Based on privately held primary source material, including materials at both the American Foundation for the Blind and the Perkins School for the Blind, Beyond the Miracle Worker is revelatory and absorbing, unraveling one of the best known-and least understood-friendships of the twentieth century.

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About the Author:

Kim E. Nielsen is an award-winning educator, the recipient of a National Endowment for the Humanities We the People stipend, a Fulbright lecturer, the author of many journal articles, and frequent public speaker. Her books include Helen Keller: Selected Writings (2005), The Radical Lives of Helen Keller(2004) and Un-American Womanhood: Antiradicalism, Antifeminism and the First Red Scare (2001). She also served as an advisory editor to the forthcomingEncyclopedia of American Disability History (2009). She lives in Green Bay, Wisconsin where she is Professor of History & Women's Studies at the University of Wisconsin-Green Bay.

Excerpt. Reprinted by permission. All rights reserved.:

It’s temp ting to begin this book like a fairy tale. Once upon a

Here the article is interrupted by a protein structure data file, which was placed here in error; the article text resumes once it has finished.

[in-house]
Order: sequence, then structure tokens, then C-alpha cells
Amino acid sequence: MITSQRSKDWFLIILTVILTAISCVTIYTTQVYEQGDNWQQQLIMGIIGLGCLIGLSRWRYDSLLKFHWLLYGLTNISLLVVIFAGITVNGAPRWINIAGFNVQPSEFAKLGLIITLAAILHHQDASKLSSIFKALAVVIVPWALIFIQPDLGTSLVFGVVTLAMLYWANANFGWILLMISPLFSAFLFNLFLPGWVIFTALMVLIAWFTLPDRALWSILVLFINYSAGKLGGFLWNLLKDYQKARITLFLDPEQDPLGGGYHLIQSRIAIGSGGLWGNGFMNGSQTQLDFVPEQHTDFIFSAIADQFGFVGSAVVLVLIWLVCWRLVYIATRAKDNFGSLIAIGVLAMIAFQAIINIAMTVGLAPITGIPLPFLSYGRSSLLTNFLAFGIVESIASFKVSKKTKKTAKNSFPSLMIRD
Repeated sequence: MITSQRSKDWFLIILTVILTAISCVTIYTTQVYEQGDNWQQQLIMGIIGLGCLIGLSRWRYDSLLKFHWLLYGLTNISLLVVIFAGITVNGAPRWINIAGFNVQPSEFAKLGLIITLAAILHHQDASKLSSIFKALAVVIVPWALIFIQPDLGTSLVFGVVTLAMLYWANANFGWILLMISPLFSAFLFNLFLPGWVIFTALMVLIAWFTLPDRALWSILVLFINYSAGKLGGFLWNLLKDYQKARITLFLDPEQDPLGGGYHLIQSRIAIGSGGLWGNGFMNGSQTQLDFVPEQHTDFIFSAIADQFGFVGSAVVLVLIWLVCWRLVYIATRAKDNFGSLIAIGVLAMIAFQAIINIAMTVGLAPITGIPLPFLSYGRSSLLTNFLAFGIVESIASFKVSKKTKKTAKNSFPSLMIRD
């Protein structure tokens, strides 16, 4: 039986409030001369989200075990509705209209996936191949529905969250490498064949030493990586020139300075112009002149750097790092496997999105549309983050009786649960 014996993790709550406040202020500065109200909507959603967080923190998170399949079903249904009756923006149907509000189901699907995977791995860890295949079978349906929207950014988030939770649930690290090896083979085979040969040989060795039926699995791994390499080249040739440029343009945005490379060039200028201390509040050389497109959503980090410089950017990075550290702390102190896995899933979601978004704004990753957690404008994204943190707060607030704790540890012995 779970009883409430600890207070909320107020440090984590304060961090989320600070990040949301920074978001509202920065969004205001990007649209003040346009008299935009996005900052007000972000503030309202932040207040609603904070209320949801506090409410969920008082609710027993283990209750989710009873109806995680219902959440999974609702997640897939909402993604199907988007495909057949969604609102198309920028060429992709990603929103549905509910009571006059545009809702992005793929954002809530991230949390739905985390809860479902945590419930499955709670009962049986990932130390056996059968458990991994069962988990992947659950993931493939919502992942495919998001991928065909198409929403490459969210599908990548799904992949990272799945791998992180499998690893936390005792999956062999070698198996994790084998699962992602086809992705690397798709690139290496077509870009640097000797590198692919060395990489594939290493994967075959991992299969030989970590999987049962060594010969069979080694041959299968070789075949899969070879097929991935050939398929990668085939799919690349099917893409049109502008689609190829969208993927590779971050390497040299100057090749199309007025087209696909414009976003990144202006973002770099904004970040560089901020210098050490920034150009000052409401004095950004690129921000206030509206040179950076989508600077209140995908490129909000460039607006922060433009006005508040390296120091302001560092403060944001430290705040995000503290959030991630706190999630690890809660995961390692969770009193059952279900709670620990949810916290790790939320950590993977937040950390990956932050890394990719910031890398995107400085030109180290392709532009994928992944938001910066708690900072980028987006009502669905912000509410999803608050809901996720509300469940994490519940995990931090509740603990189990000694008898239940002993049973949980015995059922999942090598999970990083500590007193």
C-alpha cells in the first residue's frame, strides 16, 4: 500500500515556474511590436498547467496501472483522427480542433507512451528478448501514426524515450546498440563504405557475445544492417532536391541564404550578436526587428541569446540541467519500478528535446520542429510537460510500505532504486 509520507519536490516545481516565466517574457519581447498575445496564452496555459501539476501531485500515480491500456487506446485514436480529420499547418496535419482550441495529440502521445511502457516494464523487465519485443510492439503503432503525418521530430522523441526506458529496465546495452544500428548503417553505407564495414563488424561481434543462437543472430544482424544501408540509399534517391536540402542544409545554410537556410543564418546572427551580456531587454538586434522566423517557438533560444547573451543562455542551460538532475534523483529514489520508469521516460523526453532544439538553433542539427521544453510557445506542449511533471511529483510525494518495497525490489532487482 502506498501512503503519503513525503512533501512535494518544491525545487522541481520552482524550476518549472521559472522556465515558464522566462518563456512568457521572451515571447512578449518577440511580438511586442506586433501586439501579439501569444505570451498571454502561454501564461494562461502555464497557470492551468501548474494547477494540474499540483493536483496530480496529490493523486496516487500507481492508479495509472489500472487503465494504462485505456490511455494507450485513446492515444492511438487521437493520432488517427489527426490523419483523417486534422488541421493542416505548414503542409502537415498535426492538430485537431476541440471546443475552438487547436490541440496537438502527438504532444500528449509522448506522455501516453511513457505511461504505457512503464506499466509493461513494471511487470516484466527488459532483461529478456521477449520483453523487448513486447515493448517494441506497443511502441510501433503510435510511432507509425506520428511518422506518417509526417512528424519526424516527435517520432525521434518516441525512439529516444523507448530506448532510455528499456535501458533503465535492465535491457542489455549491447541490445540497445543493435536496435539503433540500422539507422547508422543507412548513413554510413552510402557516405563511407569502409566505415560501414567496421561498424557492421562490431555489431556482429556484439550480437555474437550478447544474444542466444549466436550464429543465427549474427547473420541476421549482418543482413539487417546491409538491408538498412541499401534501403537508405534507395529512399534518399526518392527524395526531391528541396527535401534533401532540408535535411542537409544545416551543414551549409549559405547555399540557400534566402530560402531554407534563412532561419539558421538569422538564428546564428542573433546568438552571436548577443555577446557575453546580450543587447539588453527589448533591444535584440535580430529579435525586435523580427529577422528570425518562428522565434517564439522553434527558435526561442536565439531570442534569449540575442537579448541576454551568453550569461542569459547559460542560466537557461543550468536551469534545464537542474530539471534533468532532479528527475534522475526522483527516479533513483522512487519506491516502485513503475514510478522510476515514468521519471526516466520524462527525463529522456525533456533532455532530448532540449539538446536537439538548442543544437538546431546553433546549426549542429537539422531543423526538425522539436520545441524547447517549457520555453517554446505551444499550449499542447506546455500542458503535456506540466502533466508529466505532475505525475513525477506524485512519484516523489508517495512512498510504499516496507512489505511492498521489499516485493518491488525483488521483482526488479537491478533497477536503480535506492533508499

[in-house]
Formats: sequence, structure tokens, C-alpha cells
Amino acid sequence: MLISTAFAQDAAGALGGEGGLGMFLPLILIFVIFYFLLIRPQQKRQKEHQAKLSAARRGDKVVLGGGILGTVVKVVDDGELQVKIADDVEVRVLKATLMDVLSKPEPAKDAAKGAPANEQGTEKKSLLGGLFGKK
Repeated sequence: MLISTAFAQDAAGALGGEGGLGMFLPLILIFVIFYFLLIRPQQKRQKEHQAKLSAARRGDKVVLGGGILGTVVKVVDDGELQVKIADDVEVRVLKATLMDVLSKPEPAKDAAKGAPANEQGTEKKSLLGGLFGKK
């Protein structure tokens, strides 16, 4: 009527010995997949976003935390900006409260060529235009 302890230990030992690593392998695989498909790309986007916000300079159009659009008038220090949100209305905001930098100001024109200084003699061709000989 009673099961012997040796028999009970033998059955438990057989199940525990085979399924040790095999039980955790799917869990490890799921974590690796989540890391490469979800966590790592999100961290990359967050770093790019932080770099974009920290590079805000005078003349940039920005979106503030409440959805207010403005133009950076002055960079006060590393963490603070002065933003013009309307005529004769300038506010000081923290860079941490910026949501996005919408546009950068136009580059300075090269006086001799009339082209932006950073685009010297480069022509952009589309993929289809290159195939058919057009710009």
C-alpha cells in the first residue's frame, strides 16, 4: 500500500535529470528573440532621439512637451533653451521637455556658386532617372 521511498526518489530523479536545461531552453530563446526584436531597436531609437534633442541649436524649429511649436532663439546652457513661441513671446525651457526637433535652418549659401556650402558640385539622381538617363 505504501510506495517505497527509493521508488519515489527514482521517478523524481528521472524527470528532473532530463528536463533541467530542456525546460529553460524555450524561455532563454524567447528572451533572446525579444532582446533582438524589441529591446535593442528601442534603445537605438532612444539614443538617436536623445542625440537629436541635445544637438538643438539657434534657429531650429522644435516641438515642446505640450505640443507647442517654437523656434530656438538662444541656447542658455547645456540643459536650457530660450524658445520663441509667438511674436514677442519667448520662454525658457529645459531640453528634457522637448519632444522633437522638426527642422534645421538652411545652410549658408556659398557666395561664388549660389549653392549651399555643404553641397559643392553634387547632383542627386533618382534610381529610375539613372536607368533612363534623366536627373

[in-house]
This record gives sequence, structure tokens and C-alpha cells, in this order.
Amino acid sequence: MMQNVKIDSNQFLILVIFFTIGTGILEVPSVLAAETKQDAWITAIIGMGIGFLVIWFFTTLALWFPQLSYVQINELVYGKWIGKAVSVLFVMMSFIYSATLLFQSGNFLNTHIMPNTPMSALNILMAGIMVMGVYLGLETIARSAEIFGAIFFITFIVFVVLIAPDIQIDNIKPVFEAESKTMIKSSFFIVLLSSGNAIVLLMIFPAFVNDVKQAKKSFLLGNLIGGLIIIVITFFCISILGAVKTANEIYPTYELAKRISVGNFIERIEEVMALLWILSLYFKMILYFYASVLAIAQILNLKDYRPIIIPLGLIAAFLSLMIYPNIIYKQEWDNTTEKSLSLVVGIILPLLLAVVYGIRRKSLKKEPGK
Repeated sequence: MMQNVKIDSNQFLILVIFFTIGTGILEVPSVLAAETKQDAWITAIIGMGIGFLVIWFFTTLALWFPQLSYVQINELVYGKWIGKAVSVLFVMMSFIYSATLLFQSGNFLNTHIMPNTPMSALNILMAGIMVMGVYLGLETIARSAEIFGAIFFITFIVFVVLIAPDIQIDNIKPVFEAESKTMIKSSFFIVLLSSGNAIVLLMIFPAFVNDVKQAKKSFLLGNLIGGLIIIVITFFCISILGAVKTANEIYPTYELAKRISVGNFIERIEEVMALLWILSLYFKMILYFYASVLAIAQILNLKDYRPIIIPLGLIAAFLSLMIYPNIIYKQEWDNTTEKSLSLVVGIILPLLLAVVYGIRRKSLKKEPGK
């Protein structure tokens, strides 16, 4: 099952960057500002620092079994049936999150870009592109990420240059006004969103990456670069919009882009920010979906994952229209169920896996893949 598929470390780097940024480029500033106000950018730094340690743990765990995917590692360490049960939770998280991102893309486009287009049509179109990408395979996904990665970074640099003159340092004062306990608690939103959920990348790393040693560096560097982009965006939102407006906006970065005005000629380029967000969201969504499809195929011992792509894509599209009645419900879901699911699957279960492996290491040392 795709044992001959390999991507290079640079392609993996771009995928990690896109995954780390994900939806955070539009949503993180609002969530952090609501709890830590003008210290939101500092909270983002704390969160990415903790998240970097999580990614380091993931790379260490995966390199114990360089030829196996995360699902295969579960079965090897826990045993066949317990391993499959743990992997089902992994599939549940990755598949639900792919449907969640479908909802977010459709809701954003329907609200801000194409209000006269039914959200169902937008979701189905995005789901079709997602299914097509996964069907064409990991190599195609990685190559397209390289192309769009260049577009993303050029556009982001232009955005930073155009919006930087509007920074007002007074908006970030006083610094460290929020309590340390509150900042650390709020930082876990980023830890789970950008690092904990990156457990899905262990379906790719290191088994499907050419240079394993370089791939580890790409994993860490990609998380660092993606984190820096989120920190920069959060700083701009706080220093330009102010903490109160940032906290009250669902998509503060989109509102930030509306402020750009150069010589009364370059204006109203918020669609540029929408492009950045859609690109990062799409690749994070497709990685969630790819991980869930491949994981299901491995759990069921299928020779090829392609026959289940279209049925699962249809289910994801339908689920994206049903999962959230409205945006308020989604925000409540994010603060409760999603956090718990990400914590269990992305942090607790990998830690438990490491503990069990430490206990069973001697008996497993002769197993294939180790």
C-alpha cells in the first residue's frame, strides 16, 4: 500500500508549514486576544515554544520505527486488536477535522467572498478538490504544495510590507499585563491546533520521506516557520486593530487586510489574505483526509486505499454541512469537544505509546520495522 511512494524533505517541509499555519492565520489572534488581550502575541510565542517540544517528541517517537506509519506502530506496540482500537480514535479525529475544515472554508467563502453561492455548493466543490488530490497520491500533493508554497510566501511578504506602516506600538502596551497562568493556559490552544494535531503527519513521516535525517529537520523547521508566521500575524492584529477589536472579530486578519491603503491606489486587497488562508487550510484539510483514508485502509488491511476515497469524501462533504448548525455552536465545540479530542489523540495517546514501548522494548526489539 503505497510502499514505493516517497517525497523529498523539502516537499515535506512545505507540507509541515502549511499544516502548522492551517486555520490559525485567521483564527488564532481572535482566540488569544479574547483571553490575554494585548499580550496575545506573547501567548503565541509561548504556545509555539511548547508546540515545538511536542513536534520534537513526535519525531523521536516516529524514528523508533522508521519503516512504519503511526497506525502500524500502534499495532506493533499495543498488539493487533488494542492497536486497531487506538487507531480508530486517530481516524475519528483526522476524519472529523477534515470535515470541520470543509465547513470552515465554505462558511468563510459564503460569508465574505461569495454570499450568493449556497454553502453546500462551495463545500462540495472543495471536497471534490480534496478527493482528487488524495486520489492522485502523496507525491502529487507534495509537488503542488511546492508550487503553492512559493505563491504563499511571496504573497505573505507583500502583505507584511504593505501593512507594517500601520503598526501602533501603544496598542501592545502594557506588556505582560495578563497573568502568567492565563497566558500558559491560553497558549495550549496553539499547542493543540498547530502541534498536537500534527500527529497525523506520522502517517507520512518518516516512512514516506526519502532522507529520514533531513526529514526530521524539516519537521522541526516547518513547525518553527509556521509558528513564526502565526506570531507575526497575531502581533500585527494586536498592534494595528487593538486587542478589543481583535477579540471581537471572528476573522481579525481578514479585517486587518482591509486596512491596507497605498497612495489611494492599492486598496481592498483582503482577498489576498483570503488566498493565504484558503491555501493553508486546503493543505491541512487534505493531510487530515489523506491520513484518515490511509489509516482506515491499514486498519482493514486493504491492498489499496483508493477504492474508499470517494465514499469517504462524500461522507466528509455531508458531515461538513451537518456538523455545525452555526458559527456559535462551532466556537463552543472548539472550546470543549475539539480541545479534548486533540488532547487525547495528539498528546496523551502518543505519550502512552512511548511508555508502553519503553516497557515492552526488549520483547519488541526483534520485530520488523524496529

time a poor, blind, and orphaned child named Annie magically grew into a
happy, sighted, and successful adult woman. She became a miracle worker,
lighting the intellectual fire and imagination of the deaf-blind girl Helen
Keller at a water pump in the wilds of Alabama. We know this kind of
story. Many of our books and movies, the morality tales and parables
we tell, even the heroes we’ve created, are versions of the same inspirational
tale. The cheerful and uplifting message is that yes, you too can
conquer anything in order to do the impossible.
 
But I won’t.
 
“Any book about me,” Anne Sullivan Macy reflected near the end of
her life, “must be full of contradictions.”1 Beyond the Miracle Worker is
a book that reflects these contradictions—the contradictions of a delightful,
gloomy, charismatically fascinating, and annoying woman who